...too much innovation in hardware or software. Amazon doesn't want to play that game - sorry, geeks. In any case, mobile innovation is so rapid that what is considered today's state of the art will become a low-end phone in a year or two's time.
So here's an idea. The Kindle Fire represents the entertainment side of Amazon's portfolio - consumption of books and movies - and has the screen size to encourage you to do just that.
Sure, a Kindle phone will be able to play music - don't forget Amazon's Cloud Player - as well as let you read and watch movies, if you really want to, too, but maybe the real lure of making a Kindle phone is the other side of Amazon's empire: shopping.
The smartphone is a natural companion when shopping - few people haven't Googled a product when out shopping to see if they can get it cheaper online, so why not position a Kindle phone as a digital shopping assistant, plugging into the retail side of Amazon's business?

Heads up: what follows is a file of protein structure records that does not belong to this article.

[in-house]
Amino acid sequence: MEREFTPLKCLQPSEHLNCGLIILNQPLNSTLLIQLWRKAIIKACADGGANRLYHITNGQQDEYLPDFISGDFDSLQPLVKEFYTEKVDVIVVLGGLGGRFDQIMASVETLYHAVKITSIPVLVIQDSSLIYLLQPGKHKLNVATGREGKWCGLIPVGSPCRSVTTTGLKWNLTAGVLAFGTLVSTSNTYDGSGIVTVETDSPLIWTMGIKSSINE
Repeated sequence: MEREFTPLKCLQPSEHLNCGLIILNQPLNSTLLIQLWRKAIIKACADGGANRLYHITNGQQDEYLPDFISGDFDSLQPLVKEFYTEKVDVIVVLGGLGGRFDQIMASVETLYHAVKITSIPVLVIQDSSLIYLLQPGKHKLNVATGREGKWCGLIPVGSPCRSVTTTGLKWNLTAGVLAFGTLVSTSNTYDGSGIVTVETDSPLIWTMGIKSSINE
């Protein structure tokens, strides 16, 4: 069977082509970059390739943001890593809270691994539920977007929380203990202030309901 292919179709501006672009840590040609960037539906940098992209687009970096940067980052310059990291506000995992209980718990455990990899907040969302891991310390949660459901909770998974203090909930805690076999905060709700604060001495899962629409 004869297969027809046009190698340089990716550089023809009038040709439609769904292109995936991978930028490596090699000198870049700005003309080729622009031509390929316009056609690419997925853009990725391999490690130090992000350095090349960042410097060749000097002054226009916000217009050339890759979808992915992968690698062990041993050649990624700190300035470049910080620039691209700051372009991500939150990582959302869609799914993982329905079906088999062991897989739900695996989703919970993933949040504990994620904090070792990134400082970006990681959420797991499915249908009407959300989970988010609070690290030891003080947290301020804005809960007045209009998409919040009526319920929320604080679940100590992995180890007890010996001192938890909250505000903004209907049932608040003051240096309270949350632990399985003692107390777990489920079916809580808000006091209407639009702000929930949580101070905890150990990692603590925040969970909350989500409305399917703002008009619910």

There are a few obvious ways to make that happen: give the phone NFC and a barcode or QR code reader. Consumers out buying or browsing could just snap the code with their smartphone camera, allowing them to get product information in just a click or two. Suddenly, it's much easier to read reviews and compare prices online - and then perhaps decide to buy online too.
An Amazon smartphone potentially opens up a big new customer base for Amazon's e-tail offerings - although the speeds-and-feeds fans won't be happy.
Want a different point of view? Read silicon.com's Jo Best on why Amazon shouldn't get into the smartphone market here.
And what do you think? What would make you buy an Amazon smartphone? Let us know by posting a comment below.
Steve Ranger is the UK editor of TechRepublic, and has been writing about the impact of technology on people, business and culture for more than a decade. Before joining TechRepublic he was the editor of silicon.com.